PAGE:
“Bike Calgary would like to get the infrastructure to the point that is easy and intuitive to navigate,” says Millard. “The City of Calgary is striving for a 5A approach to cycling – Always Available to All Ages and Abilities. With the road closure in Banff [Highway 1A) and lane conversions in Calgary, people are realizing this is something we should keep. It’s not a threat to the transportation system.”
Governments around the world are recognizing that riding a bike and active transportation are essential to their economic and social recovery, explains Longfield. More people are realizing the benefits of riding a bike for recreation and transportation. The current popularity underscores the urgency for governments to do more to promote and encourage a culture of bike riding while continuing to rebalance streets and build more protected infrastructure.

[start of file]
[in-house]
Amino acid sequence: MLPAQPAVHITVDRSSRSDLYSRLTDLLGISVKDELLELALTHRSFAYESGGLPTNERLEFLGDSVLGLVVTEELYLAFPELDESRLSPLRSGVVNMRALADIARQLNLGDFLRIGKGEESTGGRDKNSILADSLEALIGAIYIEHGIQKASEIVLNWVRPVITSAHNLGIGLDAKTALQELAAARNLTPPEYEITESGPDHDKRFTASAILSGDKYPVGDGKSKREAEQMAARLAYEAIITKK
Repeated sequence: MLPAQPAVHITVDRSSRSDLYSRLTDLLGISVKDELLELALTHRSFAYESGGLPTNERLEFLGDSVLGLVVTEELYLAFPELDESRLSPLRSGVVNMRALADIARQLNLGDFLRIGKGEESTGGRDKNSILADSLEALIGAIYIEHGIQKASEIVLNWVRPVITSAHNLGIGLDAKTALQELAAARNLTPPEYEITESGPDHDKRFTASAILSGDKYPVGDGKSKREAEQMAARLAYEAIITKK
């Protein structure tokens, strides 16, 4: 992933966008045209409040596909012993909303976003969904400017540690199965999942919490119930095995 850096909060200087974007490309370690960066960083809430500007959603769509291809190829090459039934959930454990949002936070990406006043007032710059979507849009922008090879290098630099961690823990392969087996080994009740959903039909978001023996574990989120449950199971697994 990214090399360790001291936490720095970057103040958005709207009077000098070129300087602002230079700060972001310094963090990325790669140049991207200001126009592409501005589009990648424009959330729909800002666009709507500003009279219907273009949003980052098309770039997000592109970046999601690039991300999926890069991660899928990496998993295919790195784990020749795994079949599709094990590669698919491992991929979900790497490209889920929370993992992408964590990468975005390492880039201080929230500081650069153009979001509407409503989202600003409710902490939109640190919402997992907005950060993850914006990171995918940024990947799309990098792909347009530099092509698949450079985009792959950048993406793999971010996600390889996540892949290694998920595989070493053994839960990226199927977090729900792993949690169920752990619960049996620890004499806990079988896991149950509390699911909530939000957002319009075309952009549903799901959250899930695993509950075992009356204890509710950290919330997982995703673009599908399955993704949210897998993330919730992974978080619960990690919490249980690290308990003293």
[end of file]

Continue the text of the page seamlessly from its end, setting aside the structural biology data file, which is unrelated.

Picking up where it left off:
Currently, as a result of COVID-19 and the difficulty of social distancing on public buses and trains, numerous European cities are actively encouraging cycling by designating miles of roadways as cycling only. For example, Paris Mayor Anne Hidalgo, already a fan of expanding cycling infrastructure – has designated 31 miles of roadway as cycling-only, including iconic routes such as in front of the Louvre Museum. Similar initiatives are underway in Britain, Belgium, Spain and other nations. A side benefit is a decrease in air pollution that is already being measured.
“We’ve learned a lot from the pandemic,” says Leigh. “We’ve learned it’s nice to cycle through Stanley Park and other roads without the traffic.”
“Personally, I’m cautiously optimistic,” says Longfield. “With more room to safely walk, roll and ride on our streets, and more space for outdoor cafes and restaurants, people may not want to go back to the status quo of busy car-traffic and overcrowded parking. The pandemic is not just an opportunity for advocates; it’s the responsibility of our governments to start building a sustainable future that leaves no one behind. Bikes can play a huge role in that future.”
This has not been a regular summer, and this is not a regular edition of IMPACT Magazine. In fact, it is an unprecedented issue that comes to you as a result of true grit and community support.